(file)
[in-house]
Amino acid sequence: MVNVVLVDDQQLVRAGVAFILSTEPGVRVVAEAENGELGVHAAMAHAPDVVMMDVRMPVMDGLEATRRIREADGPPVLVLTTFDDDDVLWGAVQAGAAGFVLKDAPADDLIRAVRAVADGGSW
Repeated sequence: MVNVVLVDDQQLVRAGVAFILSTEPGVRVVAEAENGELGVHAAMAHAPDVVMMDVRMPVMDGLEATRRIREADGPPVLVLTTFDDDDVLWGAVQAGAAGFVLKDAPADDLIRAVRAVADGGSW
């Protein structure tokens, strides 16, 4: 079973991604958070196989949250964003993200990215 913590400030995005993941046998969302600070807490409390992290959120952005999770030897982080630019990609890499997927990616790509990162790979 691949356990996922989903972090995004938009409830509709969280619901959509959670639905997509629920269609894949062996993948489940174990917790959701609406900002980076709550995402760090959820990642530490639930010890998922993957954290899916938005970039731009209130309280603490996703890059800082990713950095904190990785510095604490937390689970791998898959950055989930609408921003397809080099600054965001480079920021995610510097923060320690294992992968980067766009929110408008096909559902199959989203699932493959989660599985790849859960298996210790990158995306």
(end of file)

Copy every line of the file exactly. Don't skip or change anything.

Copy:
[in-house]
Amino acid sequence: MVNVVLVDDQQLVRAGVAFILSTEPGVRVVAEAENGELGVHAAMAHAPDVVMMDVRMPVMDGLEATRRIREADGPPVLVLTTFDDDDVLWGAVQAGAAGFVLKDAPADDLIRAVRAVADGGSW
Repeated sequence: MVNVVLVDDQQLVRAGVAFILSTEPGVRVVAEAENGELGVHAAMAHAPDVVMMDVRMPVMDGLEATRRIREADGPPVLVLTTFDDDDVLWGAVQAGAAGFVLKDAPADDLIRAVRAVADGGSW
């Protein structure tokens, strides 16, 4: 079973991604958070196989949250964003993200990215 913590400030995005993941046998969302600070807490409390992290959120952005999770030897982080630019990609890499997927990616790509990162790979 691949356990996922989903972090995004938009409830509709969280619901959509959670639905997509629920269609894949062996993948489940174990917790959701609406900002980076709550995402760090959820990642530490639930010890998922993957954290899916938005970039731009209130309280603490996703890059800082990713950095904190990785510095604490937390689970791998898959950055989930609408921003397809080099600054965001480079920021995610510097923060320690294992992968980067766009929110408008096909559902199959989203699932493959989660599985790849859960298996210790990158995306």